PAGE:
Predictors of immunotherapy benefit in patients with microsatellite stable metastatic colorectal cancer

Introduction: Colorectal cancer (CRC) is the second most common cancer. Once metastatic, patients are generally incurable and receive treatment to prolong survival. Immunotherapies use a patient's immune system to attack their cancer. These treatments are effective in CRC patients with microsatellite instability (MSI). Unfortunately, 95% of patients lack MSI and are called microsatellite stable (MSS). This group usually doesn't respond to immunotherapy and we need to explore why.

Specific Aims:  

We aim to identify:

  1. why some MSS patients benefit from immunotherapy, and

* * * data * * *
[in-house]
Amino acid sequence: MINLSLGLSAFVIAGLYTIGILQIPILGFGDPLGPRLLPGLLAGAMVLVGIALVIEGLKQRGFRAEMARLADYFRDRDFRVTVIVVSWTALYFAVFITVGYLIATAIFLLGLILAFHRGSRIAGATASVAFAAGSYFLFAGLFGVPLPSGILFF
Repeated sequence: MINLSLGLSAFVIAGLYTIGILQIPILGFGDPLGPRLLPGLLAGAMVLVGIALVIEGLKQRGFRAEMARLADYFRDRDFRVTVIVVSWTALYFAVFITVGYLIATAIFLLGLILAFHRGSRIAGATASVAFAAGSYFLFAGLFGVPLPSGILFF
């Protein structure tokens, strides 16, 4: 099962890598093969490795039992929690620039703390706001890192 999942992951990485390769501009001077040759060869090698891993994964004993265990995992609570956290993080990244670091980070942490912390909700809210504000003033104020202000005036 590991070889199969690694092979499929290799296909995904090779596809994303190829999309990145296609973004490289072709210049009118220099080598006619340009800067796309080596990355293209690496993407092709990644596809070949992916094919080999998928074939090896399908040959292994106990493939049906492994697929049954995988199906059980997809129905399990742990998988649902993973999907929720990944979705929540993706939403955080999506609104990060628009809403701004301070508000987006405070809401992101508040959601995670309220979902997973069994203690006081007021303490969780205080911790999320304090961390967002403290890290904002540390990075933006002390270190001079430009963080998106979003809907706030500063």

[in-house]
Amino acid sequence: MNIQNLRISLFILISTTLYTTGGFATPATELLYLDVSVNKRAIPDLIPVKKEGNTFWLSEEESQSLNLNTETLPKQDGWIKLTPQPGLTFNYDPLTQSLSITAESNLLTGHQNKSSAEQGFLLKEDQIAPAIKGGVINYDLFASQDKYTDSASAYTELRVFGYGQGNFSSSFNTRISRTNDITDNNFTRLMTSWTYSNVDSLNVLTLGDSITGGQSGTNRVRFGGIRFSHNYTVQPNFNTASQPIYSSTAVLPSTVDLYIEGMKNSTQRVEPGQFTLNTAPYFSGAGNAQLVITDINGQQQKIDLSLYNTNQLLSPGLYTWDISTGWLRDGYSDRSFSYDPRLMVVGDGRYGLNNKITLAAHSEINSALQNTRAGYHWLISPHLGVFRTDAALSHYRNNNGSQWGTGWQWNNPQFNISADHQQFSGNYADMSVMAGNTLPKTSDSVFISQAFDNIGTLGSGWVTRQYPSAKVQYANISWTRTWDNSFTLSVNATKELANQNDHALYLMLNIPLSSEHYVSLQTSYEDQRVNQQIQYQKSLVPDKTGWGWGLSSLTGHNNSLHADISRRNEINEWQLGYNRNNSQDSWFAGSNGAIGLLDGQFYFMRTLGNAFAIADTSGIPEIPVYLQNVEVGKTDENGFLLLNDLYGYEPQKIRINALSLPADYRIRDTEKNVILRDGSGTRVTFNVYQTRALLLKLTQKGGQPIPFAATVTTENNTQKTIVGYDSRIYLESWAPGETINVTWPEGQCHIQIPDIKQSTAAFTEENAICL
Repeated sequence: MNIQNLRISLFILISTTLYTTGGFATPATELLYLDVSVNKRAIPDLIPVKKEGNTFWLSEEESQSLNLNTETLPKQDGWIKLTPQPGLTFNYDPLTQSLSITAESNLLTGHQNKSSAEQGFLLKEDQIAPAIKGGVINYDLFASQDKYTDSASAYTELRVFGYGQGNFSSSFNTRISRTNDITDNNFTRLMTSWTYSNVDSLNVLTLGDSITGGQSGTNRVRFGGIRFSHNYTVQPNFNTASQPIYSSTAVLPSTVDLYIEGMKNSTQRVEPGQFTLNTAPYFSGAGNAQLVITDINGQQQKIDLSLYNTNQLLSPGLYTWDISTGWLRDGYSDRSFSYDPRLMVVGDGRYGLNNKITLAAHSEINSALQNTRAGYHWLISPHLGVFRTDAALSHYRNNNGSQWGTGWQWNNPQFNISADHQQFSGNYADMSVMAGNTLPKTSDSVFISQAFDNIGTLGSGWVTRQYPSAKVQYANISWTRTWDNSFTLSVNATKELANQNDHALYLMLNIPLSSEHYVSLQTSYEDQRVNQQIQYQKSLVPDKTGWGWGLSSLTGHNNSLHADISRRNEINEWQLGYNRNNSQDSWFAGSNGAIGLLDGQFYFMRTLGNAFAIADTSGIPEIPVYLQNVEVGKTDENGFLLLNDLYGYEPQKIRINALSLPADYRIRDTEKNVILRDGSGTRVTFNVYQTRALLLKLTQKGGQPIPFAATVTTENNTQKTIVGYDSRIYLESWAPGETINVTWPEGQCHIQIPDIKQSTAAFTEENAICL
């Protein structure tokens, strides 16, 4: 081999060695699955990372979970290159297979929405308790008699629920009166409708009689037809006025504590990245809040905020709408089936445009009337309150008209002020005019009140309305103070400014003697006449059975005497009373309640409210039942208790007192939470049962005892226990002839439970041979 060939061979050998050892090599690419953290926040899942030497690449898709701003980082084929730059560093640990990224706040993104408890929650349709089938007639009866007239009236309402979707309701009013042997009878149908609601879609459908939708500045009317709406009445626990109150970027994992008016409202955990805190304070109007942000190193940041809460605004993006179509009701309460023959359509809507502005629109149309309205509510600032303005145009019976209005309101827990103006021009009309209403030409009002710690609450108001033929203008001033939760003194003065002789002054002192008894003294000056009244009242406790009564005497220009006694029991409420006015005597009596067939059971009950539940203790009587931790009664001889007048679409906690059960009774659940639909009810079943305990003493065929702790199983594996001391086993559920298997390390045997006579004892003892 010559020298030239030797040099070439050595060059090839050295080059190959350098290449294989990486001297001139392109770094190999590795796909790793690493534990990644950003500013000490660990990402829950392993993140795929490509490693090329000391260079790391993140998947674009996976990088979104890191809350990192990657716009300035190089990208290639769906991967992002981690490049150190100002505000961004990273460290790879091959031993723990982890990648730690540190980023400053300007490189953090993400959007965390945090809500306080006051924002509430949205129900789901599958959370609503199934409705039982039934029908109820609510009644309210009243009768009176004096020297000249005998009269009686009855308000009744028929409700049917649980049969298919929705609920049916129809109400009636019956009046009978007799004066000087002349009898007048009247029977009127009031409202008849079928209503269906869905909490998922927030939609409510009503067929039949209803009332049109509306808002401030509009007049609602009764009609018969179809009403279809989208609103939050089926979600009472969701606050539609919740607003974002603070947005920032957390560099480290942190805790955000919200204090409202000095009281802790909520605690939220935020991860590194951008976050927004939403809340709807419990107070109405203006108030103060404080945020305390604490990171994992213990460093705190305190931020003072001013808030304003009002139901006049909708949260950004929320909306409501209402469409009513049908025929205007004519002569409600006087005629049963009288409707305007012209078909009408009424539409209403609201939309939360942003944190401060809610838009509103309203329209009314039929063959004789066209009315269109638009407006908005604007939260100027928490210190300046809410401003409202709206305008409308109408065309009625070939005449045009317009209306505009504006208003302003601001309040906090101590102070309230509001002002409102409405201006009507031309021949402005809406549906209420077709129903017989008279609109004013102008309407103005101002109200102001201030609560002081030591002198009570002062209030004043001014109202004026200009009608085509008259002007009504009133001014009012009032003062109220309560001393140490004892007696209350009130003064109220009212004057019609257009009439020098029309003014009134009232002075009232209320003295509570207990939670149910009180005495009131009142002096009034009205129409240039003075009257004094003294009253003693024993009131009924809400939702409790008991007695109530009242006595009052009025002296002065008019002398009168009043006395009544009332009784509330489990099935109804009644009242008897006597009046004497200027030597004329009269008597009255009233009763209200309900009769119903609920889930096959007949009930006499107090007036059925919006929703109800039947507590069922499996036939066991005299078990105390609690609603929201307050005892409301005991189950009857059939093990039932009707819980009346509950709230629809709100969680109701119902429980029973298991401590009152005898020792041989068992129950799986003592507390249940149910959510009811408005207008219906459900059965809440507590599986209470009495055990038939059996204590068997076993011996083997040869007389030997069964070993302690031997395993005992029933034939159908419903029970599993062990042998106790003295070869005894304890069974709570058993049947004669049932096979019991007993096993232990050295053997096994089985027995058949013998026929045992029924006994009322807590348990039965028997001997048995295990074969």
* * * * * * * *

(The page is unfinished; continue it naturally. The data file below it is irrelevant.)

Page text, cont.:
2. what can we target to activate immune cells in patients who don't respond to immunotherapy.  

Methods: We will investigate how the immune system and tumors interact in patients from two clinical trials. These trials evaluated immunotherapy in MSS CRC. Blood and tumor samples from these trials will be tested to identify features that predict response. These results will then guide the creation of new clinical trials with immunotherapy for CRC using our findings.  

Significance: Immunotherapy does not work for the 95% of CRC patients who are MSS. We will identify how to activate the immune system in CRC patients with MSS so they too can benefit from immunotherapy.